Post-PC Company
As the new Apple iPad release event began last Wednesday, CEO Tim Cook called the tech giant a "Post-PC Company," shifting emphasis away from its home computers to its signature iPad, iPod, and iPhone products. Reuters

Mark Twain would have been amused by the remarks of new Apple Inc. (Nasdaq: AAPL) CEO Tim Cook last week when he announced the post-PC era.

Cook was ballyhooing the company's latest iPad before devotees, of course. But he may have been insulting his shareholders. Truth is, only about 20 percent of Apple's revenue comes from the iPad.

As Twain observed after reading his obituary, The report of my death was an exaggeration.

No doubt, the iPad family -- with more than 55 million units sold, is a disruptive technology -- as defined by former Harvard Business School Dean Clayton M. Christensen. But it wasn't the first in the tablet category. Inc. (Nasdaq: AMZN) has been selling Kindle e-readers for years, and Barnes & Noble Inc. (NYSE: BKS) has done nicely with the Nook. Analysts at Forrester Research Inc. (Nasdaq: FORR) estimate Amazon shipped 5.5 million Kindle Fires last quarter, while Barnes & Noble sold 3 million Nooks.

Of course, Apple sold 15.5 million iPads, but that's another story. This quarter, there are new tablets on sale from the Sony Corp. (NYSE: SNE), Samsung Electronics, and Lenovo Group Ltd. (Pink: LNVGY), with more on the way.

But before listening to the hype, consider the numbers. Gartner Inc. (NYSE: IT) analysts last week predicted the PC sector will have a pretty good 2012. Sales should rise about 4.4 percent, to 368 million units. Last year, they rose a measly 0.5 percent, to only 358.2 million.

The two U.S. PC leaders, the Hewlett-Packard Co. (NYSE: HPQ) and Dell Inc. (Nasdaq: DELL), reported mediocre gains in their PC sales. Fortunately, both have many other products. Dell, especially, has used acquisitions over the past 10 years to move into more advanced storage offerings, services, and solutions to improve profits and elevate its profile in the enterprise market.

Meanwhile, the semiconductor industry headed by the Intel Corp. (Nasdaq: INTC) plans to be disruptive, selling the latest Ultrabook chips into lines of featherlight PCs. Some, introduced at the International Consumer Electronics Show by Dell, HP, Samsung, Sony, and AsusTek Computer Inc., are remarkable and certainly tabletlike.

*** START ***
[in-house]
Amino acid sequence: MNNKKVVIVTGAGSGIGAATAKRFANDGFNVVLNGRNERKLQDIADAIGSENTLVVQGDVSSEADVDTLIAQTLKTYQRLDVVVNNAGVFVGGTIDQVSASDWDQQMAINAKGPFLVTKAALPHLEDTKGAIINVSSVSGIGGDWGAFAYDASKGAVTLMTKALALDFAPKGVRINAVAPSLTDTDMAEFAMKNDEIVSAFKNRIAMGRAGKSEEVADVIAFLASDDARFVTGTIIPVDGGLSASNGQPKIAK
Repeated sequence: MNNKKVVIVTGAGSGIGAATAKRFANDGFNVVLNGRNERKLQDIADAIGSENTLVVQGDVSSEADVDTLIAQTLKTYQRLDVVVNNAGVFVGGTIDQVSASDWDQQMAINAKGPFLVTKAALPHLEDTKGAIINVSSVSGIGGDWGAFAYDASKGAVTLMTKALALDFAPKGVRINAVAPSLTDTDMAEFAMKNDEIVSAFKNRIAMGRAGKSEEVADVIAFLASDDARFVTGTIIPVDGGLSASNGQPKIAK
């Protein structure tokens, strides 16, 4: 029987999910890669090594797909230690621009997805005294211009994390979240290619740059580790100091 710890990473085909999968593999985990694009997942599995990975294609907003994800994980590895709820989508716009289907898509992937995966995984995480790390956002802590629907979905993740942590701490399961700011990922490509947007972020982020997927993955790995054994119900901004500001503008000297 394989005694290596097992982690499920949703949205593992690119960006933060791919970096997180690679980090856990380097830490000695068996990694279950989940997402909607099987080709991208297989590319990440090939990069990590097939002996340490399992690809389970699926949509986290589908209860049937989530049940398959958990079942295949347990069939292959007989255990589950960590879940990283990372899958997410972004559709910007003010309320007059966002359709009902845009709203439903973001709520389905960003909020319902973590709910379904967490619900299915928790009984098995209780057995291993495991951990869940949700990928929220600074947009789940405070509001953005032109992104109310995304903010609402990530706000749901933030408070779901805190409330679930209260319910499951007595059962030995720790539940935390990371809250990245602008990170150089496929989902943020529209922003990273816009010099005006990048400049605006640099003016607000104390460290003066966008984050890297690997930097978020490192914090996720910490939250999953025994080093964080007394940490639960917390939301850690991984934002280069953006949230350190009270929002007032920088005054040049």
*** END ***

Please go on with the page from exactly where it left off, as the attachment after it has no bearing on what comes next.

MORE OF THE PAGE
At the end of the day, though, they are laptops. Consumers worldwide will snap them up, just as they snap up new iPads and tablets. Forrester suggests about 38 million tablets will be sold in the United States. Estimates by IHS (NYSE: IHS) are for worldwide sales around 100 million.

That means there's plenty of room for the PC, especially in developing markets like India, Russia, Brazil, Indonesia, China, and Africa where the products are nowhere near saturation.

Americans who recall the antiquity of the PC -- old Tandy TRS-80s, Commodores, and clumsy no-names with tiny displays that had built-in modems for primitive data transmission -- may be excused for being amazed by how far we've come.

This column is being written on a Dell Optiplex 880 PC, connected to two giant display screens, with complete Internet access, video and audio unthinkable to the writer 30 years ago. There are no more cathode-ray tube (CRT) screens; laptops make all of its capability portable.

Isn't it interesting that after a bunch of flops, the biggest hit IBM (NYSE: IBM) had while it was still in the business was with the ThinkPad? Want to bet that's a reason the late Apple Chairman Steve Jobs designated the iPad with that name?

Over time, no doubt miniaturization and applications will shift everyone up the chain to a tablet from the PC. But not yet, nor overnight. For sure, the versatility and ease of use of the iPad will be replicated in the Microsoft Corp. (Nasdaq: MSFT) universe, especially because its new Windows 8, with its Metro Interface, is very Applelike.

This will be good for all over time as the world knits itself together, first on the PC. Maybe later on the tablet.